During our first year out of that relationship I was pretty relieved, a weight had been lifted, we were starting over, and honestly we were happier than we’d ever been. We lived in a crappy apartment, but we were getting by and we had a little spending money for the first time in our married life. But something was missing for us–something to love. Our gardens and lawn and bird feeders were gone and we needed something to nurture. So we began looking into adopting a greyhound, which by the way is not an easy endeavor. We found a beautiful girl named Jessy, or should I say she found us, and we were all set. All set that is except that she had not been trained properly and refused to potty outside. When I tried to train her she would growl and snap at me. Then she would proceed to have an accident in our apartment. I couldn’t blame her as her foster parents had always let her run loose in their vast yard and do her business. They were supposed to train her on a leash but did not–so of course we had issues and because we were in an apartment and I certainly didn’t want to be bit or have her bite someone else—we took her back to her foster parents.

So, life went on for another 3 months or so until I saw an ad for giveaway kitties. I talked with hubby and he said “sure, let’s go see.” And the next weekend we did and just like with adopting greyhounds we let the kitten “pick us.” A little orange tabby head butted me and when I looked down–there he was. We were standing in a garage with old dressers and dresser drawers and paint and oil cans and there were kittens all over. Two mothers had given birth around the same time and all their kittens were running loose. We were told he was eight weeks, but later determined he had been 4-5 weeks old when we got him. I picked him up and off we went home. His name would be Gabriel named after the archangel and one of my favorite actors Gabriel Byrne.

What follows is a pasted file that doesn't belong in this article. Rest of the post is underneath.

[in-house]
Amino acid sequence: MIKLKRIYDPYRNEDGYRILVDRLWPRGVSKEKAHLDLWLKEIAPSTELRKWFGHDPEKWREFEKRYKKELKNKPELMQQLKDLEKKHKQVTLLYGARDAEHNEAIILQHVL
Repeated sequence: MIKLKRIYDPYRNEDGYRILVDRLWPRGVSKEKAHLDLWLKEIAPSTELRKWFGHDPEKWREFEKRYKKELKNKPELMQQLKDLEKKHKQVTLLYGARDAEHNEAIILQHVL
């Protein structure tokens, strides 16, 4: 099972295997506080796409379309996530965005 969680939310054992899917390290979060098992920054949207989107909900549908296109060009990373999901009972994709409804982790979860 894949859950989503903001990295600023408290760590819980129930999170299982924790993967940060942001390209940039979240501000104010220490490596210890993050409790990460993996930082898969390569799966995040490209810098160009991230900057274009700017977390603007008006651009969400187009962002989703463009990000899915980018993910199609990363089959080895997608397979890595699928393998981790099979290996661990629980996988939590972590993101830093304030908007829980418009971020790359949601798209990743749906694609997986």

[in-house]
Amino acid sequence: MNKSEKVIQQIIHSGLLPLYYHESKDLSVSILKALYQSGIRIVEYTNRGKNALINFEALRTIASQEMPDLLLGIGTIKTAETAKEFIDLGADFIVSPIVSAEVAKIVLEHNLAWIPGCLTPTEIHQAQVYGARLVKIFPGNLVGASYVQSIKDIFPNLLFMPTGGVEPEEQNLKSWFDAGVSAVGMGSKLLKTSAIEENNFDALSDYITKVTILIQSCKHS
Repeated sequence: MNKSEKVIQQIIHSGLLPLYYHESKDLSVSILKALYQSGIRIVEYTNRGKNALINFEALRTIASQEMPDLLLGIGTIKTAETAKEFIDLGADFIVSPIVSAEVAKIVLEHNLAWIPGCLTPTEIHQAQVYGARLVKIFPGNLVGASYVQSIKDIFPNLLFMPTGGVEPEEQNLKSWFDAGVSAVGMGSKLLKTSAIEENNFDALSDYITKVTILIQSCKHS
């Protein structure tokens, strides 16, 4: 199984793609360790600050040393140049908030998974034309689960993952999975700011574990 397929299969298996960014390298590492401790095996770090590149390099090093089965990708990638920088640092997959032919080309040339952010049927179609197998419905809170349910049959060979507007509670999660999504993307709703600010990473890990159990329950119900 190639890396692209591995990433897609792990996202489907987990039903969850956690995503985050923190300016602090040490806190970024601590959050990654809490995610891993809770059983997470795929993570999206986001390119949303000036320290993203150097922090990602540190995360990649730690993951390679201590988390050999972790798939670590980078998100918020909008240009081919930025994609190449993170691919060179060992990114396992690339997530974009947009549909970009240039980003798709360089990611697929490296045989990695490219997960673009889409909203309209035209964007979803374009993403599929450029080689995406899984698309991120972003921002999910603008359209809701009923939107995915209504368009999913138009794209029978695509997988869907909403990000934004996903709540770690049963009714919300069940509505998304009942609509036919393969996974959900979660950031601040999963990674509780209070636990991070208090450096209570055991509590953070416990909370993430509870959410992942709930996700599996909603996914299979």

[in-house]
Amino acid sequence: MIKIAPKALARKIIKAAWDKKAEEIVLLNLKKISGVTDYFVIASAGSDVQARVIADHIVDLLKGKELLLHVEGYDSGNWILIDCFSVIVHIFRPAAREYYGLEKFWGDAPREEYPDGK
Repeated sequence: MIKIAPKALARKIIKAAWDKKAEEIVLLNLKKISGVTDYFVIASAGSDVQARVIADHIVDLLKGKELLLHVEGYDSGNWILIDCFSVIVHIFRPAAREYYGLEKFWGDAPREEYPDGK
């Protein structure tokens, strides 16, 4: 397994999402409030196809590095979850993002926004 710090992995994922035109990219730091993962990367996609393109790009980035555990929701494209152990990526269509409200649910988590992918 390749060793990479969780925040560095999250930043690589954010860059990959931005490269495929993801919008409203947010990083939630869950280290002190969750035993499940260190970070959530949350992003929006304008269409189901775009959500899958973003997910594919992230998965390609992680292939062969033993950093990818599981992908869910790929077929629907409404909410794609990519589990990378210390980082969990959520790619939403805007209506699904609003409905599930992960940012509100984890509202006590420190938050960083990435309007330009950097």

Once home and settled in it was feeding time. Gabriel wasn’t my first cat–I’d had cats most of my life up to this point. But he was the first kitten I’d had in a long time–definitely the smallest one and when feeding he wouldn’t stay at his feeding spot and eat. Every time I left the area he followed me wherever I was going. Day 3 and I figured–well, I’ll stand here to get him to eat and then he’ll eat. Which of course worked great as long as I stood right beside him.

Our apartment was small and my hubby did not like cats in the bedroom so he was kept out of our bedroom. Our neighbors, which had 24 hour around the clock barking dogs were only a wall away from us–and there was really nowhere to put our kitten except in our bathroom. So we bought a cozy cat bed and at night after his last meal we would tuck him in and he’d go to sleep until 6 am.

One night while I was laying on the couch reading a magazine (with his bed right beside me on the floor), I remember as clear as if it was yesterday he looked back at me as if to say “you’ll take care of me, won’t you?” and I remember saying inside my head–“yes, I’ll take care of you your whole life.” In just that minute exchange of what his face looked like as he looked at me and I looked back–we bonded. I didn’t know it at the time, but from that moment on nothing I did for him was a burden, or job, or chore, or hassle. I loved him, he was mine, he depended on me, and there were no limits. I wouldn’t find out that this was due to he and I bonding for some time.